Adrian (unsere amerikanische Sprachassistentin der beiden vergangenen Schuljahre) arbeitet nun in Spanien; durchaus mit Wehmut blickt sie zurück auf die 2 Jahre in Kramsach, in denen sie sich auch in den Werkstätten ihr Glück versuchen durfte.
People say we don’t appreciate what we’ve got until it’s gone. The truth is that we do appreciate what we’ve got, and we wish it would never be gone. I was asked to write this article a long time ago during my first year as a US Teaching Assistant in 2014-15. For more than a year, I postponed, made excuses, and kept promising, next month, over the summer, next year. I just couldn’t bring myself to write this because I didn’t want to admit that the best two years of my life had an unnegotiable end date (without getting a new passport).
Not long after I started in Kramsach, one of the teachers told me that there was no other school in Austria like this one with its mix of personalities, mentalities, talents and, most importantly, contradictions. It didn’t take long for me to agree. Here, we had discussions about American politics, beauty standards, blues music, and glass engineering all in the same class. Here, I was bitten at the Abschlussball (no, this was NOT a student of the school) and then had a student ask me if he should go teach that person a lesson about respect. Here, the same student told me that real American candy is both awesome and absolutely terrible. Here, I misunderstood a student’s name for a prostitute’s nickname (Yes, Mr. For An Hour, that was the best first lesson ever!) and was still invited to the end of semester lunch. Here, the class that I dreaded teaching the most became one of my most favorite classes. These contradictions show the true character of the school and its people: a character that is multi-faceted, open-minded, honorable, funny, and dynamic.
By far, the most unique part of school is the sense of community. Here, I saw the creative students, the logical students, and the analytical students all mix with each other. This is something that you would never see in America, and as an American, it was such an honor to be a part of a community that brings all kinds of different people together. I could never pass anyone in the hall without a hello. The teachers never let me sit alone at lunch. The workshops even let me spend my free time making Christmas ornaments, t-shirts, or glass paintings. Students never let me sit on a bench outside without a small Chat.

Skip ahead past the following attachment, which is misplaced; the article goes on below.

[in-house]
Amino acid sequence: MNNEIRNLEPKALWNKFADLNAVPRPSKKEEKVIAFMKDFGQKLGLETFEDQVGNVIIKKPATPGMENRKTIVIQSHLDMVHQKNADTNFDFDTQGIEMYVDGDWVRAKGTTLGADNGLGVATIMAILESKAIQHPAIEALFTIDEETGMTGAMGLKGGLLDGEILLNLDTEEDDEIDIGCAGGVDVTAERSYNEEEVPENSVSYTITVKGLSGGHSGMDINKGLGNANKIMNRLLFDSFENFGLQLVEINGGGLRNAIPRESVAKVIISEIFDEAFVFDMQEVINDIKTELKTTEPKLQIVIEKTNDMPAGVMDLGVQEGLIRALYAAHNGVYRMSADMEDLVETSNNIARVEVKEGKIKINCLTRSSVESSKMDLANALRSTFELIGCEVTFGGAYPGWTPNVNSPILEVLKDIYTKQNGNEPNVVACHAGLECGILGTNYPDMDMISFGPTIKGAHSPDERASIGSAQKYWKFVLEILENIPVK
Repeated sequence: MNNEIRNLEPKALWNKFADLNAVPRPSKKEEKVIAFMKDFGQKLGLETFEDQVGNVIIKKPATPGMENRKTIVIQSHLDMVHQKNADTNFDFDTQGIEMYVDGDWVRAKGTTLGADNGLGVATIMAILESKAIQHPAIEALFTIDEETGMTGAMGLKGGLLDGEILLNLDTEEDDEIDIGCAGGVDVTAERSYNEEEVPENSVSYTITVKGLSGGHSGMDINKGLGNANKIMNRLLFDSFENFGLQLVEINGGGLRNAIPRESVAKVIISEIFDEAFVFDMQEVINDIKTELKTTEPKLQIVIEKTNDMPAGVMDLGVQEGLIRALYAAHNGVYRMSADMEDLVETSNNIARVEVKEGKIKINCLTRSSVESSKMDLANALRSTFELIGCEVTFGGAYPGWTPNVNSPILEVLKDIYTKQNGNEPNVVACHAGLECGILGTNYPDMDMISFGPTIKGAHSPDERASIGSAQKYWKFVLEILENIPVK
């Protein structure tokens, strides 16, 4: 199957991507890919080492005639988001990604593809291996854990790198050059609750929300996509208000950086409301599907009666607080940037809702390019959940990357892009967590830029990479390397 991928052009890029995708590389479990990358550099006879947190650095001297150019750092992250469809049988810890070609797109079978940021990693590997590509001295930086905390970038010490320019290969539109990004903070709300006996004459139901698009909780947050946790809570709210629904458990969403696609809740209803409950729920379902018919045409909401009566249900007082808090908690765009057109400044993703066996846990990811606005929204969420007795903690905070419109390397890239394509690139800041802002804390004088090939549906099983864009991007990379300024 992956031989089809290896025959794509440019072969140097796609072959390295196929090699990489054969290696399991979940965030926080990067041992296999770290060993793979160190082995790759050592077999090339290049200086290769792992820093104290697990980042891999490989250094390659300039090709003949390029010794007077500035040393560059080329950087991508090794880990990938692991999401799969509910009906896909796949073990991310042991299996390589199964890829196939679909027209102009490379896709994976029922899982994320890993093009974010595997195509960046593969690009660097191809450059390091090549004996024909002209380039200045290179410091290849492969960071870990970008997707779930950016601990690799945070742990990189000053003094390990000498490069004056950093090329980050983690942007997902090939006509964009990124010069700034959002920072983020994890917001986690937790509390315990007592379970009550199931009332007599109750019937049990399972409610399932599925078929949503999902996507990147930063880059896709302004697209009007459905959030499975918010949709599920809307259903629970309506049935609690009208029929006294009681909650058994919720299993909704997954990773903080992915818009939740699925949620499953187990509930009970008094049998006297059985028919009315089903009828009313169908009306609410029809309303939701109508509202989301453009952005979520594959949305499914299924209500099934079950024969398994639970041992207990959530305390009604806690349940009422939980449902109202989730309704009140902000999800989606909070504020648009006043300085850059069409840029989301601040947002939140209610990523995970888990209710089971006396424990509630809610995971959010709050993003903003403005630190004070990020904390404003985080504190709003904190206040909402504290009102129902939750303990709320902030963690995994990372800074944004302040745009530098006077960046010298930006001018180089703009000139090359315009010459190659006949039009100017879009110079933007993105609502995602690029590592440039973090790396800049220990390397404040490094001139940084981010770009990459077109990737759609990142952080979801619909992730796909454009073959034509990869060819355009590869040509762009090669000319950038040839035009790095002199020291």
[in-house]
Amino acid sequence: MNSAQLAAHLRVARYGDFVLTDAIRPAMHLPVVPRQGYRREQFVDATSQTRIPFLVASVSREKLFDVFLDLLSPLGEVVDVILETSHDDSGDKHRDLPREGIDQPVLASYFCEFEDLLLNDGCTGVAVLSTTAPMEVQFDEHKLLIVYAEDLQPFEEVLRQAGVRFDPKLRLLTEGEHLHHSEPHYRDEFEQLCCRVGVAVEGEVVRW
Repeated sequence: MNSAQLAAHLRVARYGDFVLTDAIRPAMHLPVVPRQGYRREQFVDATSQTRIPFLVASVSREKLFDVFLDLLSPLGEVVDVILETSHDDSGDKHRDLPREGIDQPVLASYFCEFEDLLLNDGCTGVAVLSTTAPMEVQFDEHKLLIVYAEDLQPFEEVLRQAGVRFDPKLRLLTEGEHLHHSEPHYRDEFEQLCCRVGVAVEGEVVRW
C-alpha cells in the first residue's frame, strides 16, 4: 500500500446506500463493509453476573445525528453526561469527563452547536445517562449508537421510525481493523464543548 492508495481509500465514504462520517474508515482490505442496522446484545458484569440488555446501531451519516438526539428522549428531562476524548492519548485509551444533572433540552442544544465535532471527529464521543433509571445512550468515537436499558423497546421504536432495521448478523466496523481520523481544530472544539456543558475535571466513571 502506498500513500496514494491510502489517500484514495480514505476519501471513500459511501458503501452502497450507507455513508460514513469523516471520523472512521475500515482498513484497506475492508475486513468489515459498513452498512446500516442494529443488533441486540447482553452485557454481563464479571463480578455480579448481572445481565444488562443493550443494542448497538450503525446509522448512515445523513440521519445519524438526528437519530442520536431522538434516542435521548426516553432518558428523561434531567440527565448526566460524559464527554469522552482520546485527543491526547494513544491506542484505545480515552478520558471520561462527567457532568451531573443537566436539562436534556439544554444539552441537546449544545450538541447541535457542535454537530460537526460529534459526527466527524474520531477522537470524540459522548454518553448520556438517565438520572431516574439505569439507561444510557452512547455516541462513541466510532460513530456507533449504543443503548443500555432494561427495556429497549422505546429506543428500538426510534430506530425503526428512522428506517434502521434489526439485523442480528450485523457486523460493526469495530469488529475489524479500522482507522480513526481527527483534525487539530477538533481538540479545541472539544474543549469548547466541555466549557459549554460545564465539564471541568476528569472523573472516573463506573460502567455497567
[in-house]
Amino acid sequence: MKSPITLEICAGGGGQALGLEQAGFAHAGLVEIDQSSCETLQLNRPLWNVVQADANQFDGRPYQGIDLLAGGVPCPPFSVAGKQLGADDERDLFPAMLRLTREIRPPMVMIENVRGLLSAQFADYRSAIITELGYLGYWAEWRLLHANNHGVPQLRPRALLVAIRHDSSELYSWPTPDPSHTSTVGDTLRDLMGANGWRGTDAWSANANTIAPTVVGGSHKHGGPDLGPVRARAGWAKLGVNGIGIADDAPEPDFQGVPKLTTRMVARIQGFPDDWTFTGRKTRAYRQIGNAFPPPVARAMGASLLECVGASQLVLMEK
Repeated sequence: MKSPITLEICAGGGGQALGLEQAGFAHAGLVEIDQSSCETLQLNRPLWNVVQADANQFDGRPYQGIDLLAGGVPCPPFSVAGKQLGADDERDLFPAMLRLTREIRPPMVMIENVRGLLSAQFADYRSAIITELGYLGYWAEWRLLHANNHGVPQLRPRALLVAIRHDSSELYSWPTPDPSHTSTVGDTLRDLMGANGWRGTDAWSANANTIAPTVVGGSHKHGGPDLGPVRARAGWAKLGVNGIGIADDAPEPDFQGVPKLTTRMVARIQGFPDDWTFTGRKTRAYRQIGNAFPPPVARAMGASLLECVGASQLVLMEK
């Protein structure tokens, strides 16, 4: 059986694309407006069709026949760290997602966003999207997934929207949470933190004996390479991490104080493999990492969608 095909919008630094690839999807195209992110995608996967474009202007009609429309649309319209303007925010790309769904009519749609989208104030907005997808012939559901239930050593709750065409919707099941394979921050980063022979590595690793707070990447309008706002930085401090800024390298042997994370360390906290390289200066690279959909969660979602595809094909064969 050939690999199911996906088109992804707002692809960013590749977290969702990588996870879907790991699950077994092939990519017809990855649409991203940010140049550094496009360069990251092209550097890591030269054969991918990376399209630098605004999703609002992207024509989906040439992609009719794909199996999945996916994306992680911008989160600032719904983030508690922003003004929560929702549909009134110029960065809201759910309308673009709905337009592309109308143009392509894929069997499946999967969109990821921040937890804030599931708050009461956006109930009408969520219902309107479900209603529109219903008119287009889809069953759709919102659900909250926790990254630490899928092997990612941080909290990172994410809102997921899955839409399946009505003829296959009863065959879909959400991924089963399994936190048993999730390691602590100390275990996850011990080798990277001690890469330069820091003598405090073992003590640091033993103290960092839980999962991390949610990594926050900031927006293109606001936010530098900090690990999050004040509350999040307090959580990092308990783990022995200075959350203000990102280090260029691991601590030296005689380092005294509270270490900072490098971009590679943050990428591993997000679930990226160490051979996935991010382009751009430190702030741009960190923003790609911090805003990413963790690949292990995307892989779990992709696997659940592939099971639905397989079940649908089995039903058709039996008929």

During my time here, people were always asking me how I find teaching English. My answer for them is always the same: my job is not to teach English. There are better, more qualified individuals for that. My goal is rather to inspire and motivate those students that I do have through humor, sarcasm, and wit, so that they find the will and desire to learn English and to learn about the world for themselves. I hope that my students will remember at least one of those ridiculous things, which I did in class in order to get their attention and inspire them to think a little bit beyond your final exams. To be able to see the results of this effort leaves me without words: students coming up to me, asking if I will be in their class next week; others asking me about America, for good or for bad, but mostly for bad; and most importantly, even some telling me how much they enjoy having me in class. The last could be slightly exaggerated, since I am almost positive this is their way of saying, “Yes! No teacher today.” Regardless, I doubt I could have found a more satisfying (yes, I know I told my students not to use this word and I mean it!) job or a more rewarding place to have been. To quote Charles Dickens (whom I do not recommend you read): “It is a far, far better thing that I do than I have ever done; it is a far, far better rest that I go to than I have ever known.”
Now that I have finally convinced myself to write this article, I am relieved to say that the best time of my life has not come to an end. The experiences I have had, the things that I have learned, and especially the people I have met have shaped the person I have become and will define the person I will be for the rest of my future. Because of this, I want everyone to know that it was the greatest pleasure of my life to be the English Teaching Assistant in Kramsach.